May 14, 2020
KEVIN STAATS FROM FREDERICKSBURG, VA: The Steelers once had a tight end named Weegie Thompson that they could throw the ball up high to in the red zone and hope his mismatch would allow him to come down with the ball. Why don't the Steelers just sign a 7-foot-3 stiff who isn't good enough for the NBA and teach him to catch a football? He could also be used on special teams to block field goals.
ANSWER: First of all, Weegie Thompson was a 6-foot-6, 212 pound wide receiver, and of the 11 total touchdowns he scored in 92 career games with the Steelers, I am willing to bet that fewer than five of those were the jump-ball types you describe. Sign "a 7-foot-3 or taller stiff who isn't good enough for the NBA and teach him to catch a football?" What a great idea. Are you a long-lost relative of Bill Veeck?
May 5, 2020
BRYAN CLARK FROM BETHLEHEM, PA: I'd really love to see the Ravens in the AFC East, where they belong. Buffalo is far more north than Baltimore. The AFC North looks daunting this year, with two teams having No. 1 overall picks as their starting quarterbacks, and another team being quarterbacked by the reigning MVP. According to NFL rules, is it possible to petition to move a team to another division, and how would that work?
ANSWER: Let's start with this: While you seem to be intimidated by competition and are afraid of going against Joe Burrow, Baker Mayfield and Lamar Jackson, I can assure you the Steelers are not. And if you spent 30 seconds looking over the NFL's eight divisions, it wouldn't require an advanced degree in geography to understand that Dallas is not an eastern city and yet competes in the NFC East, Indianapolis isn't south of much beside Chicago and Detroit yet competes in the AFC South, and if Jacksonville is in the AFC South, why is Miami in the AFC East?
April 23, 2020
BRIAN DORNSBACH FROM WOODLAND PARK, CO: A few other teams have introduced new uniforms. Will the Steelers' change anytime soon?
ANSWER: I sure hope not.
April 16, 2020
ZACHARY SEFNER FROM COLUMBUS, OH: Was Tony Dungy the last Steelers player to play both offense and defense in an NFL game? Dungy was a defensive back and played some quarterback in a game during the 1970s due to injuries. Can you tell me when that took place and why he was in at quarterback?
ANSWER: Tony Dungy came to the Steelers as an undrafted rookie defensive back who had played some quarterback during his college career at Minnesota. The Steelers entered the 1977 season with only two quarterbacks on their roster – Terry Bradshaw and Mike Kruczek – and in the regular season's fourth game (in Houston against the Oilers on Oct. 9), that decision bit them in the butt. Bradshaw injured his wrist in the first quarter, and Kruczek separated his shoulder on the final play of the third quarter, which meant Dungy had to enter the game at quarterback. In that game, Dungy completed 3-of-8 passes for 43 yards, with no touchdowns, two interceptions, and a rating of 25.0. He also intercepted a pass that day while playing defense. As for the last Steelers player to play both offense and defense in a game, that would be Rod Woodson. Once Bill Cowher was hired in 1992 to succeed Chuck Noll, Woodson, who had played both offense and defense at Purdue, began lobbying for a chance to try offense in the NFL. Woodson did line up on offense for a handful of plays during his time with the Steelers, which ended after the 1996 season, and in 1993 – the season in which he was voted Defensive Player of the Year – he was credited with one carry for no yards.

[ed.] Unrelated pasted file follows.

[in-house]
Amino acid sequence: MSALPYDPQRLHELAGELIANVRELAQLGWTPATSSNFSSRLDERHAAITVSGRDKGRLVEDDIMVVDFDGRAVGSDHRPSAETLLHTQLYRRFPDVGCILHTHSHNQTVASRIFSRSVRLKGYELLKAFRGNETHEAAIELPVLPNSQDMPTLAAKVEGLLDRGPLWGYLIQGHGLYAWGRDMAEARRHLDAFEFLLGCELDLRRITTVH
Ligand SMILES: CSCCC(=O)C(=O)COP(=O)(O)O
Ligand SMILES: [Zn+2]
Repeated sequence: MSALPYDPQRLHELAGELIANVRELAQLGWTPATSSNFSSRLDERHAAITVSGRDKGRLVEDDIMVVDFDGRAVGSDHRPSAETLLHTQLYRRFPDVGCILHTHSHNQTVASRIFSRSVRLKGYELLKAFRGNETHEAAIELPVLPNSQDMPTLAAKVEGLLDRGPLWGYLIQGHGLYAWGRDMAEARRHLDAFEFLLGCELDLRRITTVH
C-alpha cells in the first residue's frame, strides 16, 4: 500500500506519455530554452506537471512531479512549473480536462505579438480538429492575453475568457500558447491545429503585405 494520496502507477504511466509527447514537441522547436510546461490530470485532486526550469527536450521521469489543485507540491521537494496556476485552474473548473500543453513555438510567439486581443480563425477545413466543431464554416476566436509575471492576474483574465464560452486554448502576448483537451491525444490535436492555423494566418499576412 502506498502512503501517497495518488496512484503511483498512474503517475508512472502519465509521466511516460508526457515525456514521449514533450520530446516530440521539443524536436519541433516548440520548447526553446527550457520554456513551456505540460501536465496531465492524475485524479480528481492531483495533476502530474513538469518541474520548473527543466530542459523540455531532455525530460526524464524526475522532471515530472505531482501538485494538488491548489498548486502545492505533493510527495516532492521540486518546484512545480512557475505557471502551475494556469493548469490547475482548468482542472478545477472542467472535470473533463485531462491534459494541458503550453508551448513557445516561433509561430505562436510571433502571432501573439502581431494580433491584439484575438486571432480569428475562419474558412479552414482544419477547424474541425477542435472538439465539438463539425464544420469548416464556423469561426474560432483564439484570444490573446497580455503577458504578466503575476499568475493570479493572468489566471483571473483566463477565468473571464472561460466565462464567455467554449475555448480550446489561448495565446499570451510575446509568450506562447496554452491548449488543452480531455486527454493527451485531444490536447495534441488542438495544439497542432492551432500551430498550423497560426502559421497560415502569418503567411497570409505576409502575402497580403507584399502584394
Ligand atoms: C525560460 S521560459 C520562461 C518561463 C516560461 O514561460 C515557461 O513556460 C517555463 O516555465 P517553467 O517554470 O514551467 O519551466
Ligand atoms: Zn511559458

April 2, 2020
JOE ASHER FROM TAMPA, FL: Tony Dungy was a Steelers player and went on to become a very successful coach. Was he the most successful former Steelers player who became a coach?
ANSWER: Tony Dungy was the only former Steelers player who went on to become a head coach of a team that won an NFL Championship – Super Bowl XLI – but I would contend that Dick Hoak also was a highly successful NFL coach who began as a player for the Steelers. Hoak was a Steelers assistant for 35 seasons under Chuck Noll and Bill Cowher, and he was an integral member of the organization during five Super Bowl championship seasons. And Hoak was a better NFL player than Dungy. I guess the answer to your question would come down to your definition of "most successful."
February 18, 2020
LEE SAKOLSKY FROM SHERRILLS FORD, NC: Thomas Davis said on NFL Network that he thought Ben Roethlisberger could have played last year but chose not to because of a weak offense. What do you say to that?
ANSWER: One comment and one question. Stop watching NFL Network. Where exactly did Thomas Davis attend medical school?